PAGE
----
But a fragmented market has serious implications for companies and consumers alike: big pharma corporations are spending more money on marketing and advertising than on research and development. In 2013, Johnson and Johnson spent $17.5 billion on sales and only $8.2 billion on R&D, a ratio of nearly 2 to 1.
A new way forward
Yet big pharmaceutical companies aren’t going anywhere just yet. For all their weaknesses, they still have some key advantages over startups, notably size, experience, and machinery.
Towards that end, a new trend has emerged: startups drive innovation and creation, after which they sell their ideas and patents to larger pharmaceutical companies to produce, market, and sell. For instance, approximately 64% of the new drugs approved in 2015 were developed by smaller companies, funded by venture capital, government-backed initiatives, and incubators.
But another part of this boom is being driven by the exodus of talented researchers and scientists from more established pharmaceutical companies. From 2000-2011, the pharma industry cut nearly 297,650 jobs, a result of mergers, contracting profits, and recession. Many laid-off scientists have made their way to startups, further cementing the role of small biotech firms as the market leaders in research and invention.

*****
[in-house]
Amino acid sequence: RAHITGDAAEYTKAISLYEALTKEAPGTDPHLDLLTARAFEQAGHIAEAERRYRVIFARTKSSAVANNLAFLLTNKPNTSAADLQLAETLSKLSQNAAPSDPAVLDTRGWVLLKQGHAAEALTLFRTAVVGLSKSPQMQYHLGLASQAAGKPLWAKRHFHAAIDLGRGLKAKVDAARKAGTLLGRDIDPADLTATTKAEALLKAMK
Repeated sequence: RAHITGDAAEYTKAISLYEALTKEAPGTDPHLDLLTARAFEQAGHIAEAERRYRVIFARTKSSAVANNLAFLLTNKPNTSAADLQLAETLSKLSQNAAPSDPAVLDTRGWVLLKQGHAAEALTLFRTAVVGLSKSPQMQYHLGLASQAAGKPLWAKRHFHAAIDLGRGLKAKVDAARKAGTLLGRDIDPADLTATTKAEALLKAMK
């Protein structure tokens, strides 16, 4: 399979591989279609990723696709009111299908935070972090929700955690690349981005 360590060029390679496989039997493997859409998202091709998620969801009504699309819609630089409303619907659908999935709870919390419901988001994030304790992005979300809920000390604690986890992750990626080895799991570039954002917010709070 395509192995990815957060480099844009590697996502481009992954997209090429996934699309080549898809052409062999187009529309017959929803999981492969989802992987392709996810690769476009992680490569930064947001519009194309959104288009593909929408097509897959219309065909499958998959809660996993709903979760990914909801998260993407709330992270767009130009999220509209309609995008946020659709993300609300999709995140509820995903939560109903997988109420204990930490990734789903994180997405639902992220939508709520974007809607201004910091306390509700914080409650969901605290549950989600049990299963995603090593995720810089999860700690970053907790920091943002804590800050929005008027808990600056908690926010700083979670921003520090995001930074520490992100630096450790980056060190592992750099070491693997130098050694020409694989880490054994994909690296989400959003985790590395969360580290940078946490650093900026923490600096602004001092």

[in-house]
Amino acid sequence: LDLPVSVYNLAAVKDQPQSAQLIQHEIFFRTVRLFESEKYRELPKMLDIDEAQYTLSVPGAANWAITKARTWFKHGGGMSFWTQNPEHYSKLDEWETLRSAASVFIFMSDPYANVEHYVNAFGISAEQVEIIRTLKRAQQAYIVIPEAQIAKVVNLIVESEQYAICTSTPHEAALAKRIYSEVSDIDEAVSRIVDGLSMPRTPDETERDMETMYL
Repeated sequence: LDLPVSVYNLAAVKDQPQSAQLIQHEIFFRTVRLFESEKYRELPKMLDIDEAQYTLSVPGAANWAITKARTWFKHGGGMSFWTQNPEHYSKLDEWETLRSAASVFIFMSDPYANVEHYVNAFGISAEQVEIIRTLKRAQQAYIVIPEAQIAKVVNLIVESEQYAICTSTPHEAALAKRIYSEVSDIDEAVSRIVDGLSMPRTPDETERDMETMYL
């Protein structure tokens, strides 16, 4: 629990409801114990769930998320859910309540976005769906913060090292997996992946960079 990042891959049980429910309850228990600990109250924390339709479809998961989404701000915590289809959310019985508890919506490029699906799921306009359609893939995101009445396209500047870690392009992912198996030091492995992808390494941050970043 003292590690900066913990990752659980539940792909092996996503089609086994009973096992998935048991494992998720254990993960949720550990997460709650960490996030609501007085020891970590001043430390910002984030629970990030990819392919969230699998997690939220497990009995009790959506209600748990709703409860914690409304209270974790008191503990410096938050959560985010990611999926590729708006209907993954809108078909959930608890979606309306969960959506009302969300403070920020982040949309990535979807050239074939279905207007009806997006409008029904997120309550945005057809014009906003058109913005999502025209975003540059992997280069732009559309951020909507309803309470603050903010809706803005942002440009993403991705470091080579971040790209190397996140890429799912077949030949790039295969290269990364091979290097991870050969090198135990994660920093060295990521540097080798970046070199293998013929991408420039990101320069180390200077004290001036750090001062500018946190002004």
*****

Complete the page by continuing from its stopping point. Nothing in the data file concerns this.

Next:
In fact, McKinsey speculates that pharma may be headed towards a decentralized model along the lines of the auto industry, which relies on many component manufacturers and designers rather than creating everything in-house (vertical integration).
Clearly, biotech firms inhabit a confusing and volatile, but dynamic space in the pharmaceutical industry: beset by regulations, a fragmented market, and very real entry barriers, biotech startups have nonetheless managed to carve out a niche for themselves. In the next installment, we’ll take a look at the intersection of pharmaceuticals, technology, and healthcare, as well as some exciting developments.
Author’s Note: This article was originally published on LinkedIn Pulse on Dec. 8, 2016.